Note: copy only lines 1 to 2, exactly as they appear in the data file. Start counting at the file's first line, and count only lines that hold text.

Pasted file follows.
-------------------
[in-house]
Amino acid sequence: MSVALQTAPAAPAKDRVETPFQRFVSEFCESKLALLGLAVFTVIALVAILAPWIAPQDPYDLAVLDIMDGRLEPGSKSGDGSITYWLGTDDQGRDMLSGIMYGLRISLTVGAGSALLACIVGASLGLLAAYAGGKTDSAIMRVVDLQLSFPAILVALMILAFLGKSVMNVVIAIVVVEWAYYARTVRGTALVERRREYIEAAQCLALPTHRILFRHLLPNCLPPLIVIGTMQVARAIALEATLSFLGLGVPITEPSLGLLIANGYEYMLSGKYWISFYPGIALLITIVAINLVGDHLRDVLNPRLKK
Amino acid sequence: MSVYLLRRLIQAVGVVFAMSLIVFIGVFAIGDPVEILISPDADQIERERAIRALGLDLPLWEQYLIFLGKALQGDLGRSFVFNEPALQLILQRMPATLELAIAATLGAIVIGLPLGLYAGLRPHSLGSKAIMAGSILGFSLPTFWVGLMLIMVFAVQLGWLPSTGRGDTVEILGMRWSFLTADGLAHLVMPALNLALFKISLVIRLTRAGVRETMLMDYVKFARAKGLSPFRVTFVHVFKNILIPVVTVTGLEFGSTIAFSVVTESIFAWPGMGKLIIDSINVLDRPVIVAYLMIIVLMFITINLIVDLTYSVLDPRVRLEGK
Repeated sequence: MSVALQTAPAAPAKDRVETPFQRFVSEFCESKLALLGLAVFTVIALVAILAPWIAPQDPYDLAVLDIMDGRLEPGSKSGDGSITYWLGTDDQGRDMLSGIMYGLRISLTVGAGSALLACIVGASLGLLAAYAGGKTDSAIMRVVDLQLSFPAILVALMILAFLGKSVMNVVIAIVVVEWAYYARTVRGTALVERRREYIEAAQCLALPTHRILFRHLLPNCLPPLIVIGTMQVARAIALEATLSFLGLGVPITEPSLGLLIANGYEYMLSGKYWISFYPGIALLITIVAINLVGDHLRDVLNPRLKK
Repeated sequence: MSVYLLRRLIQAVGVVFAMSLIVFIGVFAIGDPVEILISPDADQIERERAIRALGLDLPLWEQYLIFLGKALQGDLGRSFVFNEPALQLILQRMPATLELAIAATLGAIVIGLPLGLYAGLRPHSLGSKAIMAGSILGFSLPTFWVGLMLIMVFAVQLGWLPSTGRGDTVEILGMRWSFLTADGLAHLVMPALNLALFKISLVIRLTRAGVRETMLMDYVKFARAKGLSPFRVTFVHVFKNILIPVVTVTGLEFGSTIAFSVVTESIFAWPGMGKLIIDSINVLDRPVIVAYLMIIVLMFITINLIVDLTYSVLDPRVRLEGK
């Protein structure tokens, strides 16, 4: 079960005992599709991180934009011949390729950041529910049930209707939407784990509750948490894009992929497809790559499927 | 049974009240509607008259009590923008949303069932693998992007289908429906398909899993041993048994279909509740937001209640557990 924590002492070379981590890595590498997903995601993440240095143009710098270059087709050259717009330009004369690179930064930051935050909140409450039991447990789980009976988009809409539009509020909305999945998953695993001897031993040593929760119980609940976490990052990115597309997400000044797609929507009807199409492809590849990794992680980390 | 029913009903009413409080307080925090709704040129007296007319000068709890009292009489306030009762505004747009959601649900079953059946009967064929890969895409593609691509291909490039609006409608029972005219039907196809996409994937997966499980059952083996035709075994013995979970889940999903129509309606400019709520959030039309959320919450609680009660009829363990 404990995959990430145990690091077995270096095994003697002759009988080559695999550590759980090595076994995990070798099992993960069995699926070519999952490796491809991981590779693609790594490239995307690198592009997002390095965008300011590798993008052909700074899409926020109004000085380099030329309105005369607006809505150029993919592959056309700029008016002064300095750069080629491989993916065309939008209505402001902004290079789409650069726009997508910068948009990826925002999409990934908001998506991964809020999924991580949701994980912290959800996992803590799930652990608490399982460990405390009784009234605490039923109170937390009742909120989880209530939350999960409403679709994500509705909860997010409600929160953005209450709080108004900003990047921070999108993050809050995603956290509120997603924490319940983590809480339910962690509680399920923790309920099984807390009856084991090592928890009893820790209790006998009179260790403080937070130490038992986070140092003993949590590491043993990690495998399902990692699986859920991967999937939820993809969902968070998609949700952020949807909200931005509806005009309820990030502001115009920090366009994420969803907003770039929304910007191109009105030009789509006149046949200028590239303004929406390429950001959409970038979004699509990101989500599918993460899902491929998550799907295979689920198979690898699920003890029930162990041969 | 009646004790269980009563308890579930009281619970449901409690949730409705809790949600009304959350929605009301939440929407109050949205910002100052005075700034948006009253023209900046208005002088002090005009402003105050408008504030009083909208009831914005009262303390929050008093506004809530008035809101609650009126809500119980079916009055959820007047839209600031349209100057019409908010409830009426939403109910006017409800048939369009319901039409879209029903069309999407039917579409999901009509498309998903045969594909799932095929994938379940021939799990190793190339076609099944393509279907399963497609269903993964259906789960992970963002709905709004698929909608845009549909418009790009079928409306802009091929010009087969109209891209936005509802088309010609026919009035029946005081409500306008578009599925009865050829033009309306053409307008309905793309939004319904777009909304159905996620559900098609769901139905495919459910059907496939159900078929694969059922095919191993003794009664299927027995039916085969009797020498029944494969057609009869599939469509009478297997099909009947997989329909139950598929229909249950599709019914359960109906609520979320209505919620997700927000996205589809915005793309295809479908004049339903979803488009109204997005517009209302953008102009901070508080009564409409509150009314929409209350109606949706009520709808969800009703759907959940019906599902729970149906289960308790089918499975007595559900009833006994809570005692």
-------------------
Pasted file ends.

[in-house]
Amino acid sequence: MSVALQTAPAAPAKDRVETPFQRFVSEFCESKLALLGLAVFTVIALVAILAPWIAPQDPYDLAVLDIMDGRLEPGSKSGDGSITYWLGTDDQGRDMLSGIMYGLRISLTVGAGSALLACIVGASLGLLAAYAGGKTDSAIMRVVDLQLSFPAILVALMILAFLGKSVMNVVIAIVVVEWAYYARTVRGTALVERRREYIEAAQCLALPTHRILFRHLLPNCLPPLIVIGTMQVARAIALEATLSFLGLGVPITEPSLGLLIANGYEYMLSGKYWISFYPGIALLITIVAINLVGDHLRDVLNPRLKK